First stop was Pare Pare for lunch. The city changes to villages with houses on stilts on each side of the roads. There are many houses, no one is isolated. Another realization that perhaps in Indonesia, though it's big, you can't really find a place with no one around. The only place I have ever been where I felt like there's no one for miles and miles was during one of the drives in Cappadocia. That being said, I am sure that there are places in Indonesia where there aren't people for miles and miles around (I think??!?). Anyway, getting to Pare Pare we passed a coast with fishing villages around. The sea looked really nice and blue. We didn't stop though so I don't have any picture of this. Entering the eating place, there were 2 other groups of foreigners having their lunch. There were like 6-10 people in their groups. One of the group is french. This is repeated often, seeing french tourists (they do travel a lot, don't they the French?) and us being the only Indonesian tourists there (well it's not holiday season for Indonesian when we were there). Anyways, lunch was seafood and it was good. Then on we continued with the drive. After some hours, we stopped for tea break at a roadside shop overlooking Buttu Kabobong or also called as Gunung Nona in Indonesian. The same french group was already there. The view from that shop overlooking the mountain was great. We passed by the shop again when we're leaving Toraja. Here my mom and the auntie had their first chance of buying stuff. They bought a local snack, a dodol like thing wrapped in corn husks.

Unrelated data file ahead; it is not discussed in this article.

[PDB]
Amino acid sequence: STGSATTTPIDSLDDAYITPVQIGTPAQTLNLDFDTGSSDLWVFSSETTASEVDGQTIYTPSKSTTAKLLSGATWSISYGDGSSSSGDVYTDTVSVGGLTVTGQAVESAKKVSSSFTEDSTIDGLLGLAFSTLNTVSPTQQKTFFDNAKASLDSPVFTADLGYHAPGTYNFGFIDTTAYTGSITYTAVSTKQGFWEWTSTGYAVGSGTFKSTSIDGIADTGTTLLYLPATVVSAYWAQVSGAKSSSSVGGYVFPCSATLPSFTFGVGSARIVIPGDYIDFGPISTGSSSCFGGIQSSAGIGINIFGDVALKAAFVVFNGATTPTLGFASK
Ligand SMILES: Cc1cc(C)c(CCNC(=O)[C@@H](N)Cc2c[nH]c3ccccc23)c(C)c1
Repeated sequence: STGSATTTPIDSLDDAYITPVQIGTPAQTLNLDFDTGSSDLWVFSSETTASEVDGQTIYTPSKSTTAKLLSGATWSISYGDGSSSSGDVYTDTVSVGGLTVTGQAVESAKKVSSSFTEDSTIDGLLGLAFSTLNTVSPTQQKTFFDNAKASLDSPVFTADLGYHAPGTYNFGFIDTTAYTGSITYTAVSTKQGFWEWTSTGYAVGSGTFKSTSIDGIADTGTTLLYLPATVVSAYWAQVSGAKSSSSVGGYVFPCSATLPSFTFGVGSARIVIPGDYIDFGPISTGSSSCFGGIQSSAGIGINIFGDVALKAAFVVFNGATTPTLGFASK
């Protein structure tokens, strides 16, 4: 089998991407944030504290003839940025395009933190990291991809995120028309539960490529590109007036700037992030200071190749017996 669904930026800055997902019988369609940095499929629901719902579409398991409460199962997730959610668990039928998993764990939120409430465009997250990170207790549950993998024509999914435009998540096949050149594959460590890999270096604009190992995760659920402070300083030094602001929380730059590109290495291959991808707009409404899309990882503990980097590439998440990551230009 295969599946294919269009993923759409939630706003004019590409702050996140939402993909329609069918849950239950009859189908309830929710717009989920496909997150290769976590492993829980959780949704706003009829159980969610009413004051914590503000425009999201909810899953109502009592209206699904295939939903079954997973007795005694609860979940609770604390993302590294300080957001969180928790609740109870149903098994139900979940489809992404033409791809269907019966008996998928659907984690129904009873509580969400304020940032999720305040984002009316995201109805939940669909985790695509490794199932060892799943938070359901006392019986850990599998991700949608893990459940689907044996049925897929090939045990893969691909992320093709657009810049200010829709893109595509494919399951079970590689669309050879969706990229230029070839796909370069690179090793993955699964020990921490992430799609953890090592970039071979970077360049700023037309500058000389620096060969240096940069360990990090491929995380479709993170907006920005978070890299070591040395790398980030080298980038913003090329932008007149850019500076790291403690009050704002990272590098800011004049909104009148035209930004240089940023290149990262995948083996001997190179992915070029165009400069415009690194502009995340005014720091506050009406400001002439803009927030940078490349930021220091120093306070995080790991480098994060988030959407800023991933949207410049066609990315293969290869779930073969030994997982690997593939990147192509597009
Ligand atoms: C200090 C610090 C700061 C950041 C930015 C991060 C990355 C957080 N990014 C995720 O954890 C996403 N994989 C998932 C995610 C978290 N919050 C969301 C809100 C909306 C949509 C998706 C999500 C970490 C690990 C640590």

We arrived when it's already dark at our hotel. All were tired. The aunt and mom decided to get a room with 3 beds for us girls and the staff managed to get that for us. Throughout this trip, my brother had been luckily having a room for himself. Dinner was at the hotel and it wasn't amazing. The room was simple and okay, but I don't like the toilet. I sucked it up better because I was there with my mom and aunt, so I didn't feel too devastated. The next day being the early risers that all my family are, we finished breakfast earlier and we walked around our hotel while waiting to set off for the day at 9 am. We could see mountains all around. In fact Toraja is like a highland surrounded by mountains all around. It's not cold there though, in fact it's rather hot. Indonesia itself is having a rather dry hot season right now. There are sawah (paddy fields) surrounding our hotel. We saw water buffaloes in one of the sawah and there were also ducks having their breakfast.

We then met our guide and our first stop was to Londa. We saw a prize winning (from bull fighting) water buffalo there and it is big, beautiful, and black and it cost a whooping 800 million IDR or around 66,225 USD. More on this in my next post. Londa is a cliff where there are coffins being put in the caves and on the cliffs. My auntie didn't want to go in and explore this place which is very strange because she's a strong christian so why did she hesitate? or fear? I am not sure if she's afraid. So it's just me and my brother, with my mom accompanying my aunt. I think my mom would have liked to at least see the cliff up close. This cliff has caves inside it and it's still being used by the Torajans to store the coffins of their loved ones. The Torajans do not bury the deaths, they either put the coffins with the body inside caves, or hang it on the cliffs, or carve storage place inside a big rock. This is the cliffs of Londa overlooking a paddy field. You can't see much details in the picture, but right up to the top there are coffins. It is actually a rather beautiful place.